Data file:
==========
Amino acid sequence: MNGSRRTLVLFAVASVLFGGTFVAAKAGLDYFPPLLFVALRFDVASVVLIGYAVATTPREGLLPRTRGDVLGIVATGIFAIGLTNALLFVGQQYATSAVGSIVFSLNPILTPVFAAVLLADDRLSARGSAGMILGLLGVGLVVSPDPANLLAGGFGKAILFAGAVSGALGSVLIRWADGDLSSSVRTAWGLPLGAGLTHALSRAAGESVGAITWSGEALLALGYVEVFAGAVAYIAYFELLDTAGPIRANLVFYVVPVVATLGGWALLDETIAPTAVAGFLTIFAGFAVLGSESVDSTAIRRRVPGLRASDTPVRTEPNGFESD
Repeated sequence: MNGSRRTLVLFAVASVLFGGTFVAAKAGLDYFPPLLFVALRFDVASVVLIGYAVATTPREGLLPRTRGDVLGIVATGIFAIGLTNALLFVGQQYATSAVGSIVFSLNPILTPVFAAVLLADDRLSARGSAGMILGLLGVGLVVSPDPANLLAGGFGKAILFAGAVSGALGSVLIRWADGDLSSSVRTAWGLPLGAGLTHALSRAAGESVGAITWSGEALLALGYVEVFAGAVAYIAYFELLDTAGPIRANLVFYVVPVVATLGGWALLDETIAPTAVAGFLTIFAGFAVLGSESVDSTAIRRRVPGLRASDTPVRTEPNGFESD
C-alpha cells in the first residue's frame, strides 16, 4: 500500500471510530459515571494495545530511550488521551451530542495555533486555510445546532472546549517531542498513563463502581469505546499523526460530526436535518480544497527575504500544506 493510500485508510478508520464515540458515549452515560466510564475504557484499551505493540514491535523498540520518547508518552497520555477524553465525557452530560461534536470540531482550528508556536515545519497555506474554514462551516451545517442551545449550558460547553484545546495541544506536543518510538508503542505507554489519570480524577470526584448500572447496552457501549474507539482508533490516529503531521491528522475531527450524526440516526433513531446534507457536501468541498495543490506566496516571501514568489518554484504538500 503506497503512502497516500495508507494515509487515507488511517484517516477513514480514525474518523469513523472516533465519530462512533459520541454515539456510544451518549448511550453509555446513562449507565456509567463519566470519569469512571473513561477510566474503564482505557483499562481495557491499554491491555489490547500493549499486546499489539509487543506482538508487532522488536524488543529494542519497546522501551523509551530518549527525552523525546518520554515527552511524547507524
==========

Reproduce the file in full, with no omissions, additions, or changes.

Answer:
Amino acid sequence: MNGSRRTLVLFAVASVLFGGTFVAAKAGLDYFPPLLFVALRFDVASVVLIGYAVATTPREGLLPRTRGDVLGIVATGIFAIGLTNALLFVGQQYATSAVGSIVFSLNPILTPVFAAVLLADDRLSARGSAGMILGLLGVGLVVSPDPANLLAGGFGKAILFAGAVSGALGSVLIRWADGDLSSSVRTAWGLPLGAGLTHALSRAAGESVGAITWSGEALLALGYVEVFAGAVAYIAYFELLDTAGPIRANLVFYVVPVVATLGGWALLDETIAPTAVAGFLTIFAGFAVLGSESVDSTAIRRRVPGLRASDTPVRTEPNGFESD
Repeated sequence: MNGSRRTLVLFAVASVLFGGTFVAAKAGLDYFPPLLFVALRFDVASVVLIGYAVATTPREGLLPRTRGDVLGIVATGIFAIGLTNALLFVGQQYATSAVGSIVFSLNPILTPVFAAVLLADDRLSARGSAGMILGLLGVGLVVSPDPANLLAGGFGKAILFAGAVSGALGSVLIRWADGDLSSSVRTAWGLPLGAGLTHALSRAAGESVGAITWSGEALLALGYVEVFAGAVAYIAYFELLDTAGPIRANLVFYVVPVVATLGGWALLDETIAPTAVAGFLTIFAGFAVLGSESVDSTAIRRRVPGLRASDTPVRTEPNGFESD
C-alpha cells in the first residue's frame, strides 16, 4: 500500500471510530459515571494495545530511550488521551451530542495555533486555510445546532472546549517531542498513563463502581469505546499523526460530526436535518480544497527575504500544506 493510500485508510478508520464515540458515549452515560466510564475504557484499551505493540514491535523498540520518547508518552497520555477524553465525557452530560461534536470540531482550528508556536515545519497555506474554514462551516451545517442551545449550558460547553484545546495541544506536543518510538508503542505507554489519570480524577470526584448500572447496552457501549474507539482508533490516529503531521491528522475531527450524526440516526433513531446534507457536501468541498495543490506566496516571501514568489518554484504538500 503506497503512502497516500495508507494515509487515507488511517484517516477513514480514525474518523469513523472516533465519530462512533459520541454515539456510544451518549448511550453509555446513562449507565456509567463519566470519569469512571473513561477510566474503564482505557483499562481495557491499554491491555489490547500493549499486546499489539509487543506482538508487532522488536524488543529494542519497546522501551523509551530518549527525552523525546518520554515527552511524547507524